40 points: Read two books: one by an author whose first name is the same as the last name of the author of the other book. For example: You may read a book by Martin Cruz Smith and a book by George R.R. Martin, or a book by James Joyce and a book by Joyce Carol Oates. The shared name must be spelled exactly the same, no variations. — Submitted by SCSBC16 winner Jamie. (And remember you must finish both books to get the 40 points! No partial points will be awarded.)
Very, very tentatively: The Far Pavilions by M.M. Kaye and Ellen Foster by Kaye Gibbons.

Are you taking part in the challenge? What are you reading?
Any suggestions for the categories I’m not sure on?

Winter Reading Challenge – final check in

The 2015 winter reading challenge ended last night, so it’s time for my final check in. Aaand… I actually managed to complete it! I finished reading my final book on 24 January, So here are the books I read for the last few categories:

10 points: Read a book that someone else has already used for the challenge. Anne of Avonlea by L. M. Montgomery (read by Emma from Ever Emma). I read Anne of Green Gables years ago, but never got round to reading any of the other in the series, although I’ve wanted to for a while. So when I saw that Emma had mentioned this in her check in, I decided to take the opportunity. Nothing much really happens in this book, but I enjoyed it anyway. I love Anne and her imagination. I gave it 4 stars.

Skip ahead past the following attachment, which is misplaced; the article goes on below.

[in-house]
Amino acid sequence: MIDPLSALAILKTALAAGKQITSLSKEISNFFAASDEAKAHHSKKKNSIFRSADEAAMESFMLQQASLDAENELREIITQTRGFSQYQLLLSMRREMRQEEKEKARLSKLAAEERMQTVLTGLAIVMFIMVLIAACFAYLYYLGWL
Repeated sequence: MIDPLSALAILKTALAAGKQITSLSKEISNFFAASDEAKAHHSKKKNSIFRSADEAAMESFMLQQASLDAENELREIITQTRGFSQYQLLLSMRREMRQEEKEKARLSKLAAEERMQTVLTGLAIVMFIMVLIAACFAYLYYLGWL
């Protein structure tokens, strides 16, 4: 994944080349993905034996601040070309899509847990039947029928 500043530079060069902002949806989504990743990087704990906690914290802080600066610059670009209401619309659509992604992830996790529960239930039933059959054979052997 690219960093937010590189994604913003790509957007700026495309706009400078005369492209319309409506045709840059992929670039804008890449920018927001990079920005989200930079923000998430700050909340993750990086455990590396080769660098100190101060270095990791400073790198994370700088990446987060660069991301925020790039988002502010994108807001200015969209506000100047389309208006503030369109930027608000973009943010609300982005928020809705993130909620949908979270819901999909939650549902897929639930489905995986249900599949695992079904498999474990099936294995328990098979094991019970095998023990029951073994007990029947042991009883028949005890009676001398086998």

30 points: Read a nonfiction book and a fiction book about the same subject. Megan said she would be fairly lenient with this category, so I’m hoping my “subject” counts.

Non-fiction book: Borderland: A Journey Through the History of Ukraine by Anna Reid. Long-term readers may know that my grandad was Ukrainian. A few years ago, I decided I wanted to learn more about his country, but barely any books came up when I searched Amazon. Then the whole Russia taking back Crimea thing happened and suddenly there were loads of books! This one was actually originally written in the 90s (so why didn’t it show up before?!), but has been updated to include everything up to 2014. I thought it was a good introduction to the history of Ukraine for those who know zero about it (which, much to my shame, includes me!). I also liked that the author was actually there and included a lot of personal anecdotes – I just can’t get on with history books that are all about facts! I gave this one 4 stars.